Can you beat the average?

The Australian Energy Regulator has calculated the average amount of electricity used in each type of household across the country.

The amount of energy you will use depends on the size of your house, the number of people who live there and how often they are home, as well as the different types of appliances that the household runs and how often they are used.

If you have a pool, spa or air conditioner, you can expect higher electricity bills as these appliances are energy guzzlers.

Seasons can have a big effect on the amount of electricity consumed, so keep the time of year in mind when doing an electricity comparison. In the darker wintry days, lights get turned on for longer periods of time, and power hungry heaters are used to warm up the house.

The type of home you live in can also affect electricity usage. Separate houses have higher electricity prices than detached, row or terrace houses. iIf you live in an apartment or flat you are in the dwelling with the lowest electricity bill.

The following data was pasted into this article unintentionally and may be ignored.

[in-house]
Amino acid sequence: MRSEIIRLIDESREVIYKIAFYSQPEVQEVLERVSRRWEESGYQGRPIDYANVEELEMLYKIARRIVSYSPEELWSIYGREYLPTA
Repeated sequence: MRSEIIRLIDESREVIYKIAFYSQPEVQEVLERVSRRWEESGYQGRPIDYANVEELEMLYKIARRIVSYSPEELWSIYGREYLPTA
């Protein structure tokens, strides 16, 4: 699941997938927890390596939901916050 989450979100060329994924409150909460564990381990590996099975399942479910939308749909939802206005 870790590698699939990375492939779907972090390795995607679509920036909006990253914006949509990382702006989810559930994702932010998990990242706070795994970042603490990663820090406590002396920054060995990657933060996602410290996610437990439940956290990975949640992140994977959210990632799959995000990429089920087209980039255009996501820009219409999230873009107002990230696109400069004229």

However, the age of the dwelling does not alter the level of electricity consumption.

A typical four-bedroom property in Queensland will use 21 kWh per day of power over the year. In summer 20.9 kWh will be used per day, and in winter this figure goes up to 21.6 kWh. Typically spring is the month with the least electricity usage, down to 20.4 kWh. In autumn usage is generally 21.1 kWh.

The average use for a household of a similar age might feature on your power bill, and these averages are adjusted for the season. While they are just a benchmark, why not see if you can beat the average and lower your power bill?

According to the Bureau of Statistics, the average Australian household spent around $39 a week on energy sources used around the home, representing 5.3 per cent of total gross weekly household income.

Top ways to save power

In the warmer months you may want to turn on the air conditioner to keep cool. If you choose this method, make sure all your windows, doors, blinds and curtains are closed to keep the cool air in. The same goes in winter with the heater.

A fan is a cheaper to run alternative that will reduce your energy use when the mercury rises.

Installing efficient lights will also help you reduce your power bill, and encourage members of your household to switch them off when they leave the room.

Use appliances with good energy efficient ratings in order to save on power.

Posted by Charlie Moore